July 19, 2022

Replacing Butter with Olive Oil

Tips for substituting butter with olive oil in your recipes, including a conversion guide for amounts needed.

Originating from the Mediterranean Basin, Syria and Turkey, the olive tree is among the oldest known cultivated trees in the world. Historically called “liquid gold,” olive oil is popular in sweet and savoury recipes for good reason. The health benefits are huge, potentially aiding with management of cardiovascular health, type 2 diabetes, high blood pressure and memory function. Olive oil is high in vitamin E, antioxidants and it is lower in saturated fats than butter.

With that said the use of butter may be required to maintain the finest quality and flavour in certain recipes that require a creaming process of a solid fat such as in cookies, cakes, or frosting. They will yield the best results when butter is used. You could also substitute a plant based butter for those specific recipes where the use of olive oil is not appropriate. 

There are many varieties of olive oil to choose from for every budget and culinary need. Consider purchasing an all purpose extra virgin olive oil that can be used in various recipes, from cake to vinaigrette. I usually buy an extra virgin olive oil that would be considered the “middle of the road” in terms of flavour and price: not too strong or too mild and it doesn’t break the bank. There are different grades of olive oil so be attentive when purchasing the product that you need.

In order of quality from high to low:

  1. Extra virgin olive oil
  2. Virgin olive oil
  3. Refined olive oil
  4. Pure olive

Keep in mind that when you are using olive oil in different recipes adjustments may be needed. Olive oil has a lower smoke point than butter, so don’t turn the stove on high before adding it to the pan. It will smoke and burn and whatever is added to it will taste terrible. To avoid this from happening during the cooking process, start low and slow. Gradually increase the heat, then add the olive oil and what you are cooking to the pan or pot. If you are grilling something that has been marinated with olive oil then you can expect for it to flame up as it would with any other oil. To minimize the amount of smoke or possible flames, use what you need. Don’t smother your ingredients in oil.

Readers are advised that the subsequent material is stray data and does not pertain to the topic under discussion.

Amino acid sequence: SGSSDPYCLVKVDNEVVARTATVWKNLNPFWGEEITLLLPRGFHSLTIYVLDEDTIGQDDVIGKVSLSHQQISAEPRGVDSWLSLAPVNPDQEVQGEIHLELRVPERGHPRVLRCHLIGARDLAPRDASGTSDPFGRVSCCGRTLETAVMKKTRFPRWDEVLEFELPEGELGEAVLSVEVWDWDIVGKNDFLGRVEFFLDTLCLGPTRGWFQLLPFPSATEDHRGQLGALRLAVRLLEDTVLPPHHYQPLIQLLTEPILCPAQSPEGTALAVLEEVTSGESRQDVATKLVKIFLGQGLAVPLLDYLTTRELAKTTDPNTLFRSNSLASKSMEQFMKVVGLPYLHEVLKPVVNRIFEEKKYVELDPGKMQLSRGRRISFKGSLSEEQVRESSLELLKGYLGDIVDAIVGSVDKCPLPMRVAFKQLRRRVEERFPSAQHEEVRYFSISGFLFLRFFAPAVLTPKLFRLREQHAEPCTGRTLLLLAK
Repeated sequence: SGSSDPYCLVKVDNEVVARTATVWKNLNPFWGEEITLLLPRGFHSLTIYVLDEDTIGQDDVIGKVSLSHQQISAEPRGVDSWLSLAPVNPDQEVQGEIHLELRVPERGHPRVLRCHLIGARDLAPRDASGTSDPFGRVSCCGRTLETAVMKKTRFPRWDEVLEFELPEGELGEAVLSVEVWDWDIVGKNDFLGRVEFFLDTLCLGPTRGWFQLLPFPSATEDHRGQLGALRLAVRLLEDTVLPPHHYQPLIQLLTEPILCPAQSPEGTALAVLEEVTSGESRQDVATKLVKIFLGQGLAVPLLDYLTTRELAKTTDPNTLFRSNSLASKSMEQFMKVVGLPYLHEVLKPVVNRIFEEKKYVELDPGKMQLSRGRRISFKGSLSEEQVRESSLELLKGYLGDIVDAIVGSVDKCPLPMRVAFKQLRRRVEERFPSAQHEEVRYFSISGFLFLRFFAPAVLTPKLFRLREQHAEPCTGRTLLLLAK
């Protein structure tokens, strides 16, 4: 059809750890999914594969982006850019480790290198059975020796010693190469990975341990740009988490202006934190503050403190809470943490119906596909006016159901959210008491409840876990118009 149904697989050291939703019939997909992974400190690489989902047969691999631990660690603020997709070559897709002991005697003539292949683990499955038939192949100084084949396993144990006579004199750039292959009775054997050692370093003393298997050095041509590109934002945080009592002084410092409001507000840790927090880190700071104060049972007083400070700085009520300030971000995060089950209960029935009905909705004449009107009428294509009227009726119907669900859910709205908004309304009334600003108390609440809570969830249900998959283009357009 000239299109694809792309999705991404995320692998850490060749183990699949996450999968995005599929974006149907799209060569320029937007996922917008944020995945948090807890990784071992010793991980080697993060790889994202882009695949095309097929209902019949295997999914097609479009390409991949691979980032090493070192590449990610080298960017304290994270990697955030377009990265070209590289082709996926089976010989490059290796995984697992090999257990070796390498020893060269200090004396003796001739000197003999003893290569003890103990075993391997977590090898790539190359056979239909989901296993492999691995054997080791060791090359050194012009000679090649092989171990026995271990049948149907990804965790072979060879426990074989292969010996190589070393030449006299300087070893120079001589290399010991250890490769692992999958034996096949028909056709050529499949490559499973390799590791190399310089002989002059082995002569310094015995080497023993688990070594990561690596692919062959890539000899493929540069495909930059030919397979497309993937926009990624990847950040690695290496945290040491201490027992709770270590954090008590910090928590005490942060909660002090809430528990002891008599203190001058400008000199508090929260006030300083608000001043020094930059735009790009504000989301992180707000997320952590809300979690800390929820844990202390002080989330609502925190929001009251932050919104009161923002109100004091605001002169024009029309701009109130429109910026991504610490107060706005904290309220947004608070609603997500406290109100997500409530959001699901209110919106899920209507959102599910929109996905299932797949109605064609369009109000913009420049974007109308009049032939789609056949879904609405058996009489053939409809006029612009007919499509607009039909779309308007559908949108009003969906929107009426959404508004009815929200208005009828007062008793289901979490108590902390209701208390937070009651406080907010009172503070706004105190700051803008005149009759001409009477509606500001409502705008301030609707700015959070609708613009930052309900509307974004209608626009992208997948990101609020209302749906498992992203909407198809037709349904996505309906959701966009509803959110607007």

When you are baking with olive oil the measurements will need modifying that compares to the required amount of butter that the recipe originally calls for. 

Butter to Olive Oil Conversion Guide

ButterOlive Oil
1 teaspoon3/4 teaspoon
1 tablespoon2 1/4 teaspoons
2 tablespoons1 1/2 teaspoons
1/4 cup3 tablespoons
1/3 cup1/4 cup
1/2 cup1/4 cup + 2 tablespoons
2/3 cup1/2 cup
3/4 cup1/2 cup + 1 tablespoon
1 cup3/4 cup

When preparing baked goods, it is also important to gradually add the olive oil during the mixing process so that it gets completely incorporated. If you add it too quickly the wet ingredients will separate and it will be difficult to maintain a smooth emulsion. Another added benefit of using olive oil is that the crumb in your baked goods will be soft, light and fluffy. All that on top of the health benefits are a win, win!

Growing popularity and production of extra virgin olive oil are taking place in countries like Morocco and Israel where it was previously cultivated, harvested and consumed for centuries.

If you haven’t made the transition in some of your creations I hope that you will. I have come to realize that small changes in recipes can make a huge difference and the results are just as delicious if not better. Let’s continue moving forward with olive oil, the modern day superfood.


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